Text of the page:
Every year, humanity stores more than double the amount of data than in the previous year. It is predicted that by 2040, there will be more data to store than there are resources available to produce the required storage devices. This problem is thus seen as one of the largest technological challenges in the upcoming years.
In the last decade, scientists have discovered that DNA can store 1 million times more data than the state-of-the art silicon wafers that are used today. Nonetheless, the use of DNA to store data holds some practical issues. Not only is the technology still too expensive, but DNA is also susceptible to degradation, which causes errors during data read-out. Therefore, cheaper but also more stable organic macromolecules present highly emerging alternatives for data storage.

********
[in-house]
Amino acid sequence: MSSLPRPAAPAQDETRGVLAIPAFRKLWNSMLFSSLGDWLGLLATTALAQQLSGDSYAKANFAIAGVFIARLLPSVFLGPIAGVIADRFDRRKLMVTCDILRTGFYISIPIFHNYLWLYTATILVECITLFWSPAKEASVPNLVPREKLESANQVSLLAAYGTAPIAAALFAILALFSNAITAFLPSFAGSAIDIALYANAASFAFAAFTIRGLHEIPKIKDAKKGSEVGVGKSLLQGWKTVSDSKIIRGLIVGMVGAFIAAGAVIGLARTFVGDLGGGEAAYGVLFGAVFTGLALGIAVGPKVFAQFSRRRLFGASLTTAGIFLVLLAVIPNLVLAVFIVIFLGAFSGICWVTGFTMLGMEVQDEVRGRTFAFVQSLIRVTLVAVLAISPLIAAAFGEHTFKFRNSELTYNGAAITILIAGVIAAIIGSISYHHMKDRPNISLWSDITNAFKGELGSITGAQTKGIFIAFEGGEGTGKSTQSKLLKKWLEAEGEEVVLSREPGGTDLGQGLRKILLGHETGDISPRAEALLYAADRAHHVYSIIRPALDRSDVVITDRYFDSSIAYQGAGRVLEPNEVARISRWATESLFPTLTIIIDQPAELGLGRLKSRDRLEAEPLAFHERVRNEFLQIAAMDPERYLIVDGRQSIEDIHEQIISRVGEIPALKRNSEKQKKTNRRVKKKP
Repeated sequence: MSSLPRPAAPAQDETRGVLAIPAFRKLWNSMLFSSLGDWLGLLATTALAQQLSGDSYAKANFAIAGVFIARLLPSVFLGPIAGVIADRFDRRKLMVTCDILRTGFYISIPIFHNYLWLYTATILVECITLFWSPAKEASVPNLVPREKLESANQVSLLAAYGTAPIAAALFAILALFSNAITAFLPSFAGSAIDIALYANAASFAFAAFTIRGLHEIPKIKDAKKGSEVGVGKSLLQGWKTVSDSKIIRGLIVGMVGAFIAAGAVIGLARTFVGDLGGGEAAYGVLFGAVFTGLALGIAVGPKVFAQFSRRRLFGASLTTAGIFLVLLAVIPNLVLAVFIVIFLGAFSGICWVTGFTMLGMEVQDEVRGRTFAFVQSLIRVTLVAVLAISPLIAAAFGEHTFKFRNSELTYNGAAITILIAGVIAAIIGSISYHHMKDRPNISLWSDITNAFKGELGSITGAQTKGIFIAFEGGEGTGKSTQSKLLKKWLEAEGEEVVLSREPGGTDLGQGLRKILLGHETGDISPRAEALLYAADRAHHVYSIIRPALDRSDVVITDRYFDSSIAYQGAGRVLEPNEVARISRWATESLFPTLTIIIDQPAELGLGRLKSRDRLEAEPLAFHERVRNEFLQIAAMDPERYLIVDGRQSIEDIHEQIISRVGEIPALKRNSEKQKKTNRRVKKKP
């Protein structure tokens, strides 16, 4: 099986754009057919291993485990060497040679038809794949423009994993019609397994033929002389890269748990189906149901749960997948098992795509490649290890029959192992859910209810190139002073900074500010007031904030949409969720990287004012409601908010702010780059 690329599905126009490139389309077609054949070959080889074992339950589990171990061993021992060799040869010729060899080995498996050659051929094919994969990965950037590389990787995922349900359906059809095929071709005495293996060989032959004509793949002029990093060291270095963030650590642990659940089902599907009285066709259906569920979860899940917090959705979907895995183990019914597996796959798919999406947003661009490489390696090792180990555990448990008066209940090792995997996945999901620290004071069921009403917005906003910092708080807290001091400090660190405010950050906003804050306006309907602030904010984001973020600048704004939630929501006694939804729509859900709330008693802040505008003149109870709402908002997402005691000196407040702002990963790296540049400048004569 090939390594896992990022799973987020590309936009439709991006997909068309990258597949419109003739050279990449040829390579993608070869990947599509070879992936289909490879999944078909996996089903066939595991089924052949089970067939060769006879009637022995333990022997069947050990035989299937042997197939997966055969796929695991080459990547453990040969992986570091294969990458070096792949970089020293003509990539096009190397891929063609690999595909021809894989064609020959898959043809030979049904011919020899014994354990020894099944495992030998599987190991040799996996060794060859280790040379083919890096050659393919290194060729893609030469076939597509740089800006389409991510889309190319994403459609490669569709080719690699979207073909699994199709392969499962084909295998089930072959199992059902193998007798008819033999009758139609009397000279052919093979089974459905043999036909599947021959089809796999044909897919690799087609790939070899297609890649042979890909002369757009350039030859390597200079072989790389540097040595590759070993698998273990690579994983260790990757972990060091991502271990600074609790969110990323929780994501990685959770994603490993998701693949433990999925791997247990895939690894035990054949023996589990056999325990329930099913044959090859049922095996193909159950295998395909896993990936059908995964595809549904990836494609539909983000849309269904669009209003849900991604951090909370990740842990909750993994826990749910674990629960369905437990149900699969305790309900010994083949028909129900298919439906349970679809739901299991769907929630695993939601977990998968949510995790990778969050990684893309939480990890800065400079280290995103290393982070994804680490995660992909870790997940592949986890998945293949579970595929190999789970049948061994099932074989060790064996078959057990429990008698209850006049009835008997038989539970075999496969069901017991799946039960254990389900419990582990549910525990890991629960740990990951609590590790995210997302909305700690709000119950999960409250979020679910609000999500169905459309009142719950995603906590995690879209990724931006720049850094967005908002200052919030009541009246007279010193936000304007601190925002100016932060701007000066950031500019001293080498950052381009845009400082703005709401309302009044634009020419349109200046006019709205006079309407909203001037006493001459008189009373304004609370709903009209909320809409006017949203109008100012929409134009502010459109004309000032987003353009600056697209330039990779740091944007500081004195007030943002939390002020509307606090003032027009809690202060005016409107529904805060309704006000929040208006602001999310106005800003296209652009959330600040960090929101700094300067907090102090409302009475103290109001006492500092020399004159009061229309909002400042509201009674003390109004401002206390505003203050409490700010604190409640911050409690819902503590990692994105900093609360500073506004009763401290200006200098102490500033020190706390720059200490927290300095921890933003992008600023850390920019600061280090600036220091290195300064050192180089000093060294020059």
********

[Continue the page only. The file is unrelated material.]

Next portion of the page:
This proposal defines chemical strategies to store a larger amount of data on a short strand, by systematically introducing branching points. Instead of coding one information in one position, this approach allows us to add multiple pieces of information, so that the same amount of data can be stored on a shorter and also more stable chain of molecules compared to DNA counterparts. The development of such an approach would also enable us to generate molecular pin codes that, besides data storage, could also find applications as chemical marker in anti-counterfeiting technologies or for identification purposes.